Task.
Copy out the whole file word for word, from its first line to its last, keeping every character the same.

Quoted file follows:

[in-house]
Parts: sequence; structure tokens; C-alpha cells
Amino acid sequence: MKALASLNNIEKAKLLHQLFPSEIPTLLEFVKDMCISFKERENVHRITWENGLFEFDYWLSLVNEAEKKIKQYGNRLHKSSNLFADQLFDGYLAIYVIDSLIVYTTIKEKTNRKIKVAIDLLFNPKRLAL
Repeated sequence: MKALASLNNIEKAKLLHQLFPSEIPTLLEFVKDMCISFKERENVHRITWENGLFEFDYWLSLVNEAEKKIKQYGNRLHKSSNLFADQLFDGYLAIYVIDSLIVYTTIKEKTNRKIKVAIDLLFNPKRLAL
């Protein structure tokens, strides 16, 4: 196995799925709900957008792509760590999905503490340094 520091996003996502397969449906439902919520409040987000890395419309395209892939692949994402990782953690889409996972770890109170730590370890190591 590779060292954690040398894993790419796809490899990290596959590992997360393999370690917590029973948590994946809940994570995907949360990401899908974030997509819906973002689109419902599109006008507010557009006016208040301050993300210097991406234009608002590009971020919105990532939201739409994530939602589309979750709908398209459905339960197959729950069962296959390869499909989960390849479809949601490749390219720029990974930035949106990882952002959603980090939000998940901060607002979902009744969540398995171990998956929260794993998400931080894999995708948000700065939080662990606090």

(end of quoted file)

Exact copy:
[in-house]
Parts: sequence; structure tokens; C-alpha cells
Amino acid sequence: MKALASLNNIEKAKLLHQLFPSEIPTLLEFVKDMCISFKERENVHRITWENGLFEFDYWLSLVNEAEKKIKQYGNRLHKSSNLFADQLFDGYLAIYVIDSLIVYTTIKEKTNRKIKVAIDLLFNPKRLAL
Repeated sequence: MKALASLNNIEKAKLLHQLFPSEIPTLLEFVKDMCISFKERENVHRITWENGLFEFDYWLSLVNEAEKKIKQYGNRLHKSSNLFADQLFDGYLAIYVIDSLIVYTTIKEKTNRKIKVAIDLLFNPKRLAL
């Protein structure tokens, strides 16, 4: 196995799925709900957008792509760590999905503490340094 520091996003996502397969449906439902919520409040987000890395419309395209892939692949994402990782953690889409996972770890109170730590370890190591 590779060292954690040398894993790419796809490899990290596959590992997360393999370690917590029973948590994946809940994570995907949360990401899908974030997509819906973002689109419902599109006008507010557009006016208040301050993300210097991406234009608002590009971020919105990532939201739409994530939602589309979750709908398209459905339960197959729950069962296959390869499909989960390849479809949601490749390219720029990974930035949106990882952002959603980090939000998940901060607002979902009744969540398995171990998956929260794993998400931080894999995708948000700065939080662990606090």